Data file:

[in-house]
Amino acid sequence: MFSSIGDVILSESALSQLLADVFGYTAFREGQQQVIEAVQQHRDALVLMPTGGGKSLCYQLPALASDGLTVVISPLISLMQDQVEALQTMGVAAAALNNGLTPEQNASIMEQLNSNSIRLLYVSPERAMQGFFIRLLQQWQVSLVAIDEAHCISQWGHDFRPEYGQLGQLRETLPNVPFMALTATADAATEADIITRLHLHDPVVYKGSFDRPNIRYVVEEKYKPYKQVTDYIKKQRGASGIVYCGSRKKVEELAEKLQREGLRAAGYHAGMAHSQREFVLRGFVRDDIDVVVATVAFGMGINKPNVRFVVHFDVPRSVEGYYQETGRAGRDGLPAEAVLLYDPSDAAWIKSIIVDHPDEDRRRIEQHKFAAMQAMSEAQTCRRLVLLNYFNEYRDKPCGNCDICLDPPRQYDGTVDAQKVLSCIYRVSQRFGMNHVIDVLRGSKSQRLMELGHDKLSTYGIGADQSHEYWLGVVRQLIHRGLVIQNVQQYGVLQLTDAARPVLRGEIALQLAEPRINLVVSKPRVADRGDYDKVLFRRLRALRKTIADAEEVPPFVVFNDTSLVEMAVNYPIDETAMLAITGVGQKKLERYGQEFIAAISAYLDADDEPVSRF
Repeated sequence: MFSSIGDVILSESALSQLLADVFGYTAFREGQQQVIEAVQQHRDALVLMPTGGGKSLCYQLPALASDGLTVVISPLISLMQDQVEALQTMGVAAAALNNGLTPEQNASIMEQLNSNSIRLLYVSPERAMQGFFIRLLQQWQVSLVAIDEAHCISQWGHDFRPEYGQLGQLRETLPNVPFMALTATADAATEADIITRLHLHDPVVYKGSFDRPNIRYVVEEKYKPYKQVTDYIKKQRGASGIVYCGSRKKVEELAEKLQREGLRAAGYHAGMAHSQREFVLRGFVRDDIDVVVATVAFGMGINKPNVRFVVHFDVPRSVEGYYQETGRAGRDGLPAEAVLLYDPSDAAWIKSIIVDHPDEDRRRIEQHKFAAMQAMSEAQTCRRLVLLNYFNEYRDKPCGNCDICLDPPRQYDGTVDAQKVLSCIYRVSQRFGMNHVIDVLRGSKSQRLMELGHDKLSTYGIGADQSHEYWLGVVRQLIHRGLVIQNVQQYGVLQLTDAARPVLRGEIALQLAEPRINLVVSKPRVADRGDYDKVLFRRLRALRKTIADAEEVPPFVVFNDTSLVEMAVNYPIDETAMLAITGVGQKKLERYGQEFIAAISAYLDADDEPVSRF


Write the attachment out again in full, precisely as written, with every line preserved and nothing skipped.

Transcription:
[in-house]
Amino acid sequence: MFSSIGDVILSESALSQLLADVFGYTAFREGQQQVIEAVQQHRDALVLMPTGGGKSLCYQLPALASDGLTVVISPLISLMQDQVEALQTMGVAAAALNNGLTPEQNASIMEQLNSNSIRLLYVSPERAMQGFFIRLLQQWQVSLVAIDEAHCISQWGHDFRPEYGQLGQLRETLPNVPFMALTATADAATEADIITRLHLHDPVVYKGSFDRPNIRYVVEEKYKPYKQVTDYIKKQRGASGIVYCGSRKKVEELAEKLQREGLRAAGYHAGMAHSQREFVLRGFVRDDIDVVVATVAFGMGINKPNVRFVVHFDVPRSVEGYYQETGRAGRDGLPAEAVLLYDPSDAAWIKSIIVDHPDEDRRRIEQHKFAAMQAMSEAQTCRRLVLLNYFNEYRDKPCGNCDICLDPPRQYDGTVDAQKVLSCIYRVSQRFGMNHVIDVLRGSKSQRLMELGHDKLSTYGIGADQSHEYWLGVVRQLIHRGLVIQNVQQYGVLQLTDAARPVLRGEIALQLAEPRINLVVSKPRVADRGDYDKVLFRRLRALRKTIADAEEVPPFVVFNDTSLVEMAVNYPIDETAMLAITGVGQKKLERYGQEFIAAISAYLDADDEPVSRF
Repeated sequence: MFSSIGDVILSESALSQLLADVFGYTAFREGQQQVIEAVQQHRDALVLMPTGGGKSLCYQLPALASDGLTVVISPLISLMQDQVEALQTMGVAAAALNNGLTPEQNASIMEQLNSNSIRLLYVSPERAMQGFFIRLLQQWQVSLVAIDEAHCISQWGHDFRPEYGQLGQLRETLPNVPFMALTATADAATEADIITRLHLHDPVVYKGSFDRPNIRYVVEEKYKPYKQVTDYIKKQRGASGIVYCGSRKKVEELAEKLQREGLRAAGYHAGMAHSQREFVLRGFVRDDIDVVVATVAFGMGINKPNVRFVVHFDVPRSVEGYYQETGRAGRDGLPAEAVLLYDPSDAAWIKSIIVDHPDEDRRRIEQHKFAAMQAMSEAQTCRRLVLLNYFNEYRDKPCGNCDICLDPPRQYDGTVDAQKVLSCIYRVSQRFGMNHVIDVLRGSKSQRLMELGHDKLSTYGIGADQSHEYWLGVVRQLIHRGLVIQNVQQYGVLQLTDAARPVLRGEIALQLAEPRINLVVSKPRVADRGDYDKVLFRRLRALRKTIADAEEVPPFVVFNDTSLVEMAVNYPIDETAMLAITGVGQKKLERYGQEFIAAISAYLDADDEPVSRF